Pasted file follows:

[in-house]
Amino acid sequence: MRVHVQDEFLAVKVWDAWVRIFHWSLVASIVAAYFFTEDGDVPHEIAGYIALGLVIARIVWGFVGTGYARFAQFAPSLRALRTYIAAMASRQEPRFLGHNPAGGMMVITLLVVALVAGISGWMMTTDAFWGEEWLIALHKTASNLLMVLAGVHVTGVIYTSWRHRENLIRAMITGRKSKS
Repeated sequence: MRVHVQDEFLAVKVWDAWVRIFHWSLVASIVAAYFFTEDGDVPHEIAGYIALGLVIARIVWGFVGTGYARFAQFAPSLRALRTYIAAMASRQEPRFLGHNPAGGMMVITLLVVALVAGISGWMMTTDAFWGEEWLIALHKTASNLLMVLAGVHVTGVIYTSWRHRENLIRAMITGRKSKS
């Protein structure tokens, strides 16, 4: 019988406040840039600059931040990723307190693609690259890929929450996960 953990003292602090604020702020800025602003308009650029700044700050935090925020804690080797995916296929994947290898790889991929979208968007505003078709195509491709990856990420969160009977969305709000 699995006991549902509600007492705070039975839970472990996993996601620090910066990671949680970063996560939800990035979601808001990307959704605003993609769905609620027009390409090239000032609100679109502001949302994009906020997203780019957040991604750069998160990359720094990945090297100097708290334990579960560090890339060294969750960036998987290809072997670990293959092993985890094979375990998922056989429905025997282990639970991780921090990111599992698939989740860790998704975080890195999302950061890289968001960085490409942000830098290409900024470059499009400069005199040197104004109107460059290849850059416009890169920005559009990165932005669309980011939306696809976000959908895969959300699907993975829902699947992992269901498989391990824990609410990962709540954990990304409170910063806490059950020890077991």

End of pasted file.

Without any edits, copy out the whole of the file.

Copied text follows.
[in-house]
Amino acid sequence: MRVHVQDEFLAVKVWDAWVRIFHWSLVASIVAAYFFTEDGDVPHEIAGYIALGLVIARIVWGFVGTGYARFAQFAPSLRALRTYIAAMASRQEPRFLGHNPAGGMMVITLLVVALVAGISGWMMTTDAFWGEEWLIALHKTASNLLMVLAGVHVTGVIYTSWRHRENLIRAMITGRKSKS
Repeated sequence: MRVHVQDEFLAVKVWDAWVRIFHWSLVASIVAAYFFTEDGDVPHEIAGYIALGLVIARIVWGFVGTGYARFAQFAPSLRALRTYIAAMASRQEPRFLGHNPAGGMMVITLLVVALVAGISGWMMTTDAFWGEEWLIALHKTASNLLMVLAGVHVTGVIYTSWRHRENLIRAMITGRKSKS
């Protein structure tokens, strides 16, 4: 019988406040840039600059931040990723307190693609690259890929929450996960 953990003292602090604020702020800025602003308009650029700044700050935090925020804690080797995916296929994947290898790889991929979208968007505003078709195509491709990856990420969160009977969305709000 699995006991549902509600007492705070039975839970472990996993996601620090910066990671949680970063996560939800990035979601808001990307959704605003993609769905609620027009390409090239000032609100679109502001949302994009906020997203780019957040991604750069998160990359720094990945090297100097708290334990579960560090890339060294969750960036998987290809072997670990293959092993985890094979375990998922056989429905025997282990639970991780921090990111599992698939989740860790998704975080890195999302950061890289968001960085490409942000830098290409900024470059499009400069005199040197104004109107460059290849850059416009890169920005559009990165932005669309980011939306696809976000959908895969959300699907993975829902699947992992269901498989391990824990609410990962709540954990990304409170910063806490059950020890077991």